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Light Work’s Urban Video Project is pleased to present a special indoor screening of Marlon said to me, ‘Maria, don’t worry, it’s only a movie’, the latest episode of “secret” TV show The Eyeslicer. This program was guest curated by feminist filmmakers Jennifer Reeder, Kelly Sears, and Lauren Wolkstein in the aftermath of 2017’s revelations about Harvey Weinstein and the subsequent #MeToo movement and serves as a timely meditation on the representation of the gendered body.
The boundary pushing works in this program include entries that are surreal, darkly humorous, deeply disturbing, eerily enchanting, and certain to leave you invigorated. “Marlon said to me,” unpacks the heavy baggage of cinematic tropes and airs out pop culture’s dirty laundry.
Featuring short films by Kelly Gallagher, Sears, Karissa Hahn, Alli Coates, Reeder, Walter Woodman, Marnie Ellen Hertzler, Nishat Hossain, Wolkstein, Abigail Child, and Akosua Adoma Owusu.
The screening will be followed by a brief Q&A with participating filmmaker, Kelly Gallagher. Reception follows. FREE & OPEN to the public!
This indoor screening is held in conjunction with the exhibition HOLD/RELEASE: work by Jennifer Reeder, Kelly Sears, and Lauren Wolkstein at Light Work UVP’s architectural exhibition venue on the Everson Museum facade from November 7 – December 21, 2019. The exhibition will be on view in the plaza following the screening.
About the Program
Program Run Time: 1 hr. 15 min.
How to Bake a Pie
Animated by Kelly Gallagher, 2019
The introduction to and interstitials of tonight’s program are by animator Kelly Gallagher. Melting, slicing, mixing, scorching. We don’t want a slice of the pie, we want the whole thing.
Kelly Sears, 2018, 6 mins.
Ease the pain from past physical and mental distress. The body remembers. Aches may linger. Lie prone, breathe deeply, release tension. Instructional massage images sourced from dozens of bodywork books are altered, reordered, and overlaid to shift the emphasis from the actions on the body to reception of the touch. The tone of the animation changes from one of relaxation and healing to the dissociative and traumatic, reflecting on conversations from this past year surrounding bodies, massage, and assault.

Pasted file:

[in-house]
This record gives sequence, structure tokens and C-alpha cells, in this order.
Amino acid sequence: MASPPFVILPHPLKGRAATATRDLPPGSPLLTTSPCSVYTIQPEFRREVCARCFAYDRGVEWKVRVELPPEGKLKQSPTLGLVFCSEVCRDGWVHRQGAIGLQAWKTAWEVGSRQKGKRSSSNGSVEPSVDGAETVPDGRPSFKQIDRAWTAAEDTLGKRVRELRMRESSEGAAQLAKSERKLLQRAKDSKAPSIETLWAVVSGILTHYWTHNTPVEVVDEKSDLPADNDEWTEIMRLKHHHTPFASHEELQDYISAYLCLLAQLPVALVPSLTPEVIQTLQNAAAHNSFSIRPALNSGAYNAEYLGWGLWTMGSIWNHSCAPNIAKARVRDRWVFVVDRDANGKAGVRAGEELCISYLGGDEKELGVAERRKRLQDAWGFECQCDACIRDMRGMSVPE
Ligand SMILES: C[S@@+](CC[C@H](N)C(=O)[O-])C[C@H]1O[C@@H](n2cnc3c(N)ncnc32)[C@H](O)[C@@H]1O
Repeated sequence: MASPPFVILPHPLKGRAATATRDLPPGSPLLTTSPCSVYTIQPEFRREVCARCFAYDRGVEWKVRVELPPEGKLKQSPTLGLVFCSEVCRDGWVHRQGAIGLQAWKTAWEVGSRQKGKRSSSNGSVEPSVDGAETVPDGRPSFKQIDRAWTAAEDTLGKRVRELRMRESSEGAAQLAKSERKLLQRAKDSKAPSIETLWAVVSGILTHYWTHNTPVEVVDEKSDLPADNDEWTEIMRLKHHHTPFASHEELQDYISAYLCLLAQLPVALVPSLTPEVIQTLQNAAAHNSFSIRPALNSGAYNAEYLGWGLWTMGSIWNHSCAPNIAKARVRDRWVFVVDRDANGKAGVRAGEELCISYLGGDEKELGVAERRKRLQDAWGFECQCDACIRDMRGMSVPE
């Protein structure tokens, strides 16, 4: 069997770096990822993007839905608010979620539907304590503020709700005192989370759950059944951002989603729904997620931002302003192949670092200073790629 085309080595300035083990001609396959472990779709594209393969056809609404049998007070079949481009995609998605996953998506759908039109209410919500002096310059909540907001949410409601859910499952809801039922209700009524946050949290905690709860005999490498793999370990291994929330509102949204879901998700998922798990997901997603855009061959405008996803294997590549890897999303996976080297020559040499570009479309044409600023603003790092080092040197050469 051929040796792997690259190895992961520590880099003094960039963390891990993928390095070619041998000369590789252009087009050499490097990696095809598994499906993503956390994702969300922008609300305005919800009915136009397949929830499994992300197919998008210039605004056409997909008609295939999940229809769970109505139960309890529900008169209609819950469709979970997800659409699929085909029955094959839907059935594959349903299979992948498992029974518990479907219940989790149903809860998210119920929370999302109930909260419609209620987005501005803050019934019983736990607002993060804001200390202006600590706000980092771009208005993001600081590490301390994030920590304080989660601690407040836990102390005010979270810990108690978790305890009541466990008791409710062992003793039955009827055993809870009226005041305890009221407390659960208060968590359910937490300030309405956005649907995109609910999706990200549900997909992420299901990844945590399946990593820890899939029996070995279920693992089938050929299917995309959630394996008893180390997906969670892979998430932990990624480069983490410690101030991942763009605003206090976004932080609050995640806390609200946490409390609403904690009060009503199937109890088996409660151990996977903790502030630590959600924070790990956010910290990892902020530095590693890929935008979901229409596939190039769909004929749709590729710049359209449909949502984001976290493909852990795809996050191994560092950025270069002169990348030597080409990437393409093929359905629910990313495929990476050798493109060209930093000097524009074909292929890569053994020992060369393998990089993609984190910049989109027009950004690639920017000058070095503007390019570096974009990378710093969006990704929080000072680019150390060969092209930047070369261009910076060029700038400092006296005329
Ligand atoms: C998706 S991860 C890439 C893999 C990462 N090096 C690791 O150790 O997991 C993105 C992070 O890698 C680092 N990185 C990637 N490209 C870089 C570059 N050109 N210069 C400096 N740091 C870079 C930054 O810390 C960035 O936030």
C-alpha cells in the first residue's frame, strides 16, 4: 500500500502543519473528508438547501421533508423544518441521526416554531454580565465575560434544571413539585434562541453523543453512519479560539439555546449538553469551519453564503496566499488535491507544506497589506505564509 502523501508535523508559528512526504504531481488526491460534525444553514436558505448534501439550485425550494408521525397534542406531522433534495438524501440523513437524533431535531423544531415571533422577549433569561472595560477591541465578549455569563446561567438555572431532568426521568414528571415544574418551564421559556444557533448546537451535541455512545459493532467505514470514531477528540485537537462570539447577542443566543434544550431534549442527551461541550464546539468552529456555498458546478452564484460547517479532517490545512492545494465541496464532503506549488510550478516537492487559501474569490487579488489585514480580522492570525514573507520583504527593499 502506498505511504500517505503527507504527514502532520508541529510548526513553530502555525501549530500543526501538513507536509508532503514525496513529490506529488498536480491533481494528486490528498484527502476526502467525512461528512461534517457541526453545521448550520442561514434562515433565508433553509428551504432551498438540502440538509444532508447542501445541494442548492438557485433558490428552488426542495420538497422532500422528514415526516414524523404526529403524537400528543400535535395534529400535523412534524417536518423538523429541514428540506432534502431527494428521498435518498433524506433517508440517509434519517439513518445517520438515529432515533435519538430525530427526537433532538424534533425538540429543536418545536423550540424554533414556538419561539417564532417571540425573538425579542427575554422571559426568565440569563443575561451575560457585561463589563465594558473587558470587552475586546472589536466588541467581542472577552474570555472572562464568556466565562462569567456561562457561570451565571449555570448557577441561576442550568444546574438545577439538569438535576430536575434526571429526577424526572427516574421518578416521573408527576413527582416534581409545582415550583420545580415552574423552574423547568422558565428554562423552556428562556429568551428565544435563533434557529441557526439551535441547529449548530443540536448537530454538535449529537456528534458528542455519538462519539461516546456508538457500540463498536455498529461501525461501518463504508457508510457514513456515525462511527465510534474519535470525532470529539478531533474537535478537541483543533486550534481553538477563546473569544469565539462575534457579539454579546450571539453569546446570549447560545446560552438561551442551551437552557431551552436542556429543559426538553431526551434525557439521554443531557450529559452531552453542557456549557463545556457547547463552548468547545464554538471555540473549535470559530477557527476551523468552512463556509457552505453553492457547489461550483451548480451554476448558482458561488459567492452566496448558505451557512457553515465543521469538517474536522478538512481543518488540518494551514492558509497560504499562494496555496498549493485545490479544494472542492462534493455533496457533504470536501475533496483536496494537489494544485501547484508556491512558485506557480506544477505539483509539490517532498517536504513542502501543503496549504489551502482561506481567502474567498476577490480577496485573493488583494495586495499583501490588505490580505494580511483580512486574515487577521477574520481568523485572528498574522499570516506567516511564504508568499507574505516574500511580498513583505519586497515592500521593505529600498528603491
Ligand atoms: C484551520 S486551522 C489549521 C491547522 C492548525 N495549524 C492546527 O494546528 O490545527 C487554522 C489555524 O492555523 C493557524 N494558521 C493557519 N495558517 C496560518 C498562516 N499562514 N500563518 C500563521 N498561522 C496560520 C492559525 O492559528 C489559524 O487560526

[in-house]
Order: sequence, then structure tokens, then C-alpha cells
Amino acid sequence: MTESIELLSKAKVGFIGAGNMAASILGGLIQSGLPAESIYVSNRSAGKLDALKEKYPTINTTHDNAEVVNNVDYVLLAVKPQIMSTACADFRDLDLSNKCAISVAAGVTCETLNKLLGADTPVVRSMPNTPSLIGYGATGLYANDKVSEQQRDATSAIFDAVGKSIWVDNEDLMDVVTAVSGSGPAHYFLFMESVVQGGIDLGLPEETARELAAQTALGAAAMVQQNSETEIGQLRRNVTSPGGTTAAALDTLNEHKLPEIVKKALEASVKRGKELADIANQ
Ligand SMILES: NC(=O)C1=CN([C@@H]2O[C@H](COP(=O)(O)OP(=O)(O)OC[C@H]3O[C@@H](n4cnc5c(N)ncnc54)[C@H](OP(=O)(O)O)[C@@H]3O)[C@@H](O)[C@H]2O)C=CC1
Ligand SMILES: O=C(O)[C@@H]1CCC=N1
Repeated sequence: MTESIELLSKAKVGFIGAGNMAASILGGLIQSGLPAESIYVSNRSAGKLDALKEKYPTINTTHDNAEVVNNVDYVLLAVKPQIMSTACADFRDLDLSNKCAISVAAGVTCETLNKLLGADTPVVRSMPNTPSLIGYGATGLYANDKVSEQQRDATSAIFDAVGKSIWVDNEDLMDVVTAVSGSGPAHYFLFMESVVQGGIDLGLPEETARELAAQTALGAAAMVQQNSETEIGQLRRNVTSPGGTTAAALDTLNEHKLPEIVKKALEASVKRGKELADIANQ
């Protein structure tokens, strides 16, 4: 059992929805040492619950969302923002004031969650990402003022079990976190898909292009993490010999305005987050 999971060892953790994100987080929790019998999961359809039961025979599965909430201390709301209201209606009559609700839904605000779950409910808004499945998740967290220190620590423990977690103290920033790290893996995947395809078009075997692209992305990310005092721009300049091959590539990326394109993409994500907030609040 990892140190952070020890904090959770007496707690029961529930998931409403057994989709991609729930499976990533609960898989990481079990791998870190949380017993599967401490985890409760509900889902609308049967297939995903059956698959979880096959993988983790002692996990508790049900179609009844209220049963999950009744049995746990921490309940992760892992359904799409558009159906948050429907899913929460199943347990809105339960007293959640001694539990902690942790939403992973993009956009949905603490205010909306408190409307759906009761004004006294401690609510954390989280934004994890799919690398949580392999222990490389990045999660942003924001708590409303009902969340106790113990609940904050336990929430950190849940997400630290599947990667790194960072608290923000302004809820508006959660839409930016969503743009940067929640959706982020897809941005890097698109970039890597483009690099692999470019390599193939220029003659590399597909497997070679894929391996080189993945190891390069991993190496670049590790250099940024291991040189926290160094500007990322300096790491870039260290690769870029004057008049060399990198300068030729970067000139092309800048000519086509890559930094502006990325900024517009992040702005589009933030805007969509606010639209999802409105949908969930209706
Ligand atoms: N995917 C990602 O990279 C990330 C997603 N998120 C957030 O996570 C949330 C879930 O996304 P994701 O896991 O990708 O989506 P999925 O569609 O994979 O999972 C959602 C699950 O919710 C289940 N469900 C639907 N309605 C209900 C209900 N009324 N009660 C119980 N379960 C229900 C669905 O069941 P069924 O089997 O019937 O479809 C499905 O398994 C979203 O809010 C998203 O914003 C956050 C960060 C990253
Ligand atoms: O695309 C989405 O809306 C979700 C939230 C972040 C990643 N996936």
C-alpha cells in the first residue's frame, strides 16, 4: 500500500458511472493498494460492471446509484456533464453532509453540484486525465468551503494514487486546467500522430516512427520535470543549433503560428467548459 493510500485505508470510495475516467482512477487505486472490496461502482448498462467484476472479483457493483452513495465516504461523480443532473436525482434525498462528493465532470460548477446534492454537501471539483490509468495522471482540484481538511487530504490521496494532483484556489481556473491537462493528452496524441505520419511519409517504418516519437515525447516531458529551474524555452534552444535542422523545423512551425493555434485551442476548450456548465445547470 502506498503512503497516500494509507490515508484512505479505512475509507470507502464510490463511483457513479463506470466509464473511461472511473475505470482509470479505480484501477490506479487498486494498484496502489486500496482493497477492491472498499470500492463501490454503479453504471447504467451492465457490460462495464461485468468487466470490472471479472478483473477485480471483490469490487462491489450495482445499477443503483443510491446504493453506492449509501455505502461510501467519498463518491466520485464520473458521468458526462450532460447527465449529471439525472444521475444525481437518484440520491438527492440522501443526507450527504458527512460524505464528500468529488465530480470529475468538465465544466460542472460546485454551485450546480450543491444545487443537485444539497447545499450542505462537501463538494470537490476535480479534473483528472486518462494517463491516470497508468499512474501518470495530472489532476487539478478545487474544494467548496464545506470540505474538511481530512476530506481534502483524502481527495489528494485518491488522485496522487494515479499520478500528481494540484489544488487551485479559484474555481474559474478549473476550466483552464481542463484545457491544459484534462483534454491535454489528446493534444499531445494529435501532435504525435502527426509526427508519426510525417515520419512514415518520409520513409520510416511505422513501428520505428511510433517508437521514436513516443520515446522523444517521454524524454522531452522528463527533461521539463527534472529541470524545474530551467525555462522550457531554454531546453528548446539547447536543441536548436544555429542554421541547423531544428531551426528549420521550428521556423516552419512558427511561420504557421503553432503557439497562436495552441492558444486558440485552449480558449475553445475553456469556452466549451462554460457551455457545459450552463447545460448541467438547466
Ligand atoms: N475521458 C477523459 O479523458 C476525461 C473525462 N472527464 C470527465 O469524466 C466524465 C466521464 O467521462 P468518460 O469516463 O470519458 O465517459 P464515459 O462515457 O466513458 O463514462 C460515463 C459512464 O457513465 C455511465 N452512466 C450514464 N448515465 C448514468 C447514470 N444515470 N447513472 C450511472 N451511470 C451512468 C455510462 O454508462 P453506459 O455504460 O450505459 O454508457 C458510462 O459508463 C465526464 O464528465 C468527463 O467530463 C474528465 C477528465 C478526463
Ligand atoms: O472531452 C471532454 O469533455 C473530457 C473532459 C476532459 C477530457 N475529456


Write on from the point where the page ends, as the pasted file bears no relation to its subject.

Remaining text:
Before the Portrait
Karissa Hahn, 2012, 2 mins.
Before the Portrait imagines the musings of artist John William Waterhouse in response to his painting A Mermaid (1900), portraying both its immobile creature and idealized images of femininity.
Alli Coates, 2015, 14 mins.
American Reflexxx is an experimental documentary by filmmaker Alli Coates and artist Signe Pierce. On August 13, 2013, the pair ventured to the Myrtle Beach boardwalk, Pierce scantily clad and wearing a reflective mirrored mask and Coates armed with a camera. The duo knew it would be a visually interesting experiment, but they never expected bloodshed. Over the course of an hour, as Pierce sauntered down the street, the performance quickly gained a crowd, which turned to street harassment, and then escalated to an angry mob lashing out in a violent assault.
This chilling film is a study of mob mentality, violence, and the hostility surrounding gender ambiguity in American culture. It has been screened in over 30 countries and attained a cult following thanks in part to its viral success on YouTube and an appearance on Fox News.
I Dream You Dream of Me
Jennifer Reeder, 2018, 10 mins.
A lone woman (Angelica Ross) marks her trail and sheds some excess baggage along the way. Reeder’s feminist horror fever dream offers a fresh take on the modern Western.
Walter Woodman, 2016, 3 mins.
A director pressures an actress into full nudity on the morning of her first sex scene.
Marnie Ellen Hertzler, 2017, 11 mins.
As the director notes, this is “a PowerPoint presentation about snakes and all of the things I wish I would have done.”
Takako vs. Nine Lives
Lauren Wolkstein, 2018, 9 mins.
This short experimental dance for screen tells a story using a visual language that juxtaposes classical ballet and masked professional wrestling in the lucha libre style.
Nishat Hossain, 2014, 7 mins.
Drawing from Vito Acconci’s video work Pryings (1971), this two-part performance explores intimacy, trust, and violence.
Abigail Child, 1986, 5 mins.
This homage to the classic melodramas of silent film—with their clash of ambiguous innocence and unsophisticated villainy—foregrounds theatrical postures to reconstruct our ideas of romance and action. Director Abigail Child says, “I had long conceived of a film composed only of reaction shots in which all causality was erased. What would be left would be the resonant, voluptuous suggestions of history and the human face.”
Akosua Adoma Owusu, 2018, 3 mins.
Inspired by the Nigerian film industry’s distinct re-imaginings that take the form of unauthorized sequels, Mahogany Too interprets the 1975 cult classic Mahogany, a fashion-infused romantic drama. Starring Nigerian actress Esosa E., Mahogany Too examines and revives Diana Ross’s iconic portrayal of Tracy Chambers, a determined, energetic African American woman enduring racial injustice while pursuing her dreams. Mahogany Too uses analog Super 8 film to achieve its vintage tone and emphasize the essence of the character, re-creating Tracy’s qualities through fashion, modeling, and styling.